- As mystery shrouds sixty-four elephant deaths, Tamil Nadu Forest Department constitutes an expert panel to investigate conservation threats and human-elephant conflicts.
- Poisoning and disease emerge as prime suspects.
- Pushed out from degrading habitats, elephants fight out a battle for their territory and food.
- Land-use change in vital migratory corridors pushed elephants out while crop pattern change in lands abutting forests upset the traditional coexistence relations between humans and wildlife leading to intensified human-animal conflicts in the post-liberalisation period.
A 15-year-old female elephant was found lying sick four kilometers inside the forests in Boluvampatti range in the Coimbatore forest division in Tamil Nadu on August 8. It’s tough skin sticking to its bones, the extremely thin young jumbo refused to eat and could not be put back on its feet despite two days of continuous veterinary care and treatment. It died two days later. Sixty-four elephants have died mysteriously in the forests of Tamil Nadu in the last seven months. Of these 17 died in Coimbatore forest division. Before their deaths, many of them had displayed disorientation and restless movement before they lay down, never to be revived. Eight of the 17 deaths occurred within a single forest beat – Pethikuttai in Sirumugai range.
As causes of the deaths remain unclear, Tamil Nadu Forest Department constituted an expert committee to study the larger conservation challenges concerning elephants and to recommend actions for minimising unnatural deaths and man-animal conflicts.
Besides deaths in Coimbatore forest division, more than twenty deaths had occurred in the neighbouring Sathyamangalam wildlife sanctuary but the mortalities had escaped the media radar. Including the death of a male elephant on July 20, whose tusks were missing (later recovered from a local man) ten deaths occurred in two forest divisions in Krishnagiri circle. Deaths in other landscapes in the state have not come to light yet. While a Botswana-type mass mortality is being discounted by conservationists, officials coming under flak, show a marked shift from their habitual downplay mode and are acknowledging disease and poisoning as plausible causes of the continuing deaths.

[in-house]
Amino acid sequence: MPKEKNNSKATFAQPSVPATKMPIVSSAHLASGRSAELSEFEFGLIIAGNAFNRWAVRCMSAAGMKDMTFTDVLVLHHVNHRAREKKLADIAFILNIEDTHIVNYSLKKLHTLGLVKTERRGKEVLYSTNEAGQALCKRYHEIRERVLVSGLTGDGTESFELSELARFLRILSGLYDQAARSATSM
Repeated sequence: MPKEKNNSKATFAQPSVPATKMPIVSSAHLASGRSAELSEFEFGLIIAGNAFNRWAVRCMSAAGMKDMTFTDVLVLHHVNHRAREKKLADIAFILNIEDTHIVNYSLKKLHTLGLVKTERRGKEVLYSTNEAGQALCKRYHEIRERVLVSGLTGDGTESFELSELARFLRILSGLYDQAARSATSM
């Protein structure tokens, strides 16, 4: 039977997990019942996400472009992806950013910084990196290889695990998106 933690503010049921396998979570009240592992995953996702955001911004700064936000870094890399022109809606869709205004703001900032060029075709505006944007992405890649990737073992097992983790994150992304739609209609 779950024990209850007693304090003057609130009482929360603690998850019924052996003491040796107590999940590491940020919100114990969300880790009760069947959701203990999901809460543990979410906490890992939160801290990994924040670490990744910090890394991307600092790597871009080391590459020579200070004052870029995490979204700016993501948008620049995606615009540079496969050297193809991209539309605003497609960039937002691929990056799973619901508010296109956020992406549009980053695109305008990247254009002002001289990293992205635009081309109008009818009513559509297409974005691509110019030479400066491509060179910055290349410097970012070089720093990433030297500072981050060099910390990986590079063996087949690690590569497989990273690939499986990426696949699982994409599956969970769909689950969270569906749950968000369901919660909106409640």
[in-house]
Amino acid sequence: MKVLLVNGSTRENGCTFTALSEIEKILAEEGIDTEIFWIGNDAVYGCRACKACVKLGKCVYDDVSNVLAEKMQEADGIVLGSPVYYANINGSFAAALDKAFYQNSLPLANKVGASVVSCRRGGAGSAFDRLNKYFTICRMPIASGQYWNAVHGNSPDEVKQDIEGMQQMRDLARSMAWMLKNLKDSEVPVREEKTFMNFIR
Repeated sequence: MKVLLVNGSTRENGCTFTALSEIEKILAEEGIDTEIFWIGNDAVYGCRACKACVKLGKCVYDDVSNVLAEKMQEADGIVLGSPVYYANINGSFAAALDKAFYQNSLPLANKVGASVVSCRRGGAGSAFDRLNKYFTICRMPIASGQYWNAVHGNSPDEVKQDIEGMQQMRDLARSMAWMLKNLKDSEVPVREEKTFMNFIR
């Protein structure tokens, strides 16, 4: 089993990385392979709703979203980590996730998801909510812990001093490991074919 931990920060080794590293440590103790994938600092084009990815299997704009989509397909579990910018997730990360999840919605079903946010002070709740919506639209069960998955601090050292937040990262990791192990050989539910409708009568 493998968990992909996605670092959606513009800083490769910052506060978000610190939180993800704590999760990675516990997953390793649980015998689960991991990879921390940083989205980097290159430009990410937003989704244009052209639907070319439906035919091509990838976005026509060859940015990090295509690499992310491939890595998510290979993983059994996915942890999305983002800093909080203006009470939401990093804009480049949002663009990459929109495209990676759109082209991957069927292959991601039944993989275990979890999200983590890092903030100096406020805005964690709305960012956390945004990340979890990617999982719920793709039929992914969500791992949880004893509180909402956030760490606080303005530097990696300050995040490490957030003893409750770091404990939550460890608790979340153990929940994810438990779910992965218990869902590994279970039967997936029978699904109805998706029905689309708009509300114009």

In the case of the last elephant that died on August 10 in Boluvampatti range in Coimbatore forest division, samples from the dead animal’s organs like liver, intestines, and kidneys were sent to the advanced toxicology lab at Salim Ali Centre for Ornithology and Natural History in Coimbatore.
“Intestinal parasite presence or possible organophosphorus presence are being suspected,” D. Venkatesh, District Forest Officer (DFO) of Coimbatore forest division, told the media. The forest department claims that investigations into the deaths of other elephants are yet to be concluded.
Of deaths and denials
Elephants across age groups and gender have fallen dead across Tamil Nadu’s enviable stronghold landscapes of Asian elephants.
According to the Synchronised Elephant Population Estimation carried out in 2017, Tamil Nadu had 2761 elephants as against the national count of 27,312.
Deaths of wild elephants have been on the rise in Tamil Nadu. Eighty-four elephant deaths were reported in Tamil Nadu in 2018 which rose to 108 in 2019. Between 2001 and 2015, 1113 elephants had died in Tamilnadu forests according to information given by the Tamil Nadu forest department to an RTI petitioner.
The following had been the deaths in the Coimbatore forest division in the last few years: 2019-11; 2018-12; 2017-19; 2016-22; 2015-8; 2014-17. Between 2014 to 2017 over 250 elephants had died in the Sathyamangalam Wild Life Sanctuary area which encompasses Erode, Sathyamangalam, and Erode Forest Divisions. These deaths will also be studied by the expert committee.
Forest officials however reason that the deaths this year are not unusual as almost the same rate of death was recorded in the last decade. Elephant deaths are common and natural, said Debasis Jana, Additional Principal Chief Conservator of Forest, Coimbatore, on July 8 responding to the press adding that there have been 61 pachyderm deaths in Tamil Nadu this year so far. Three more elephants reportedly have died since then.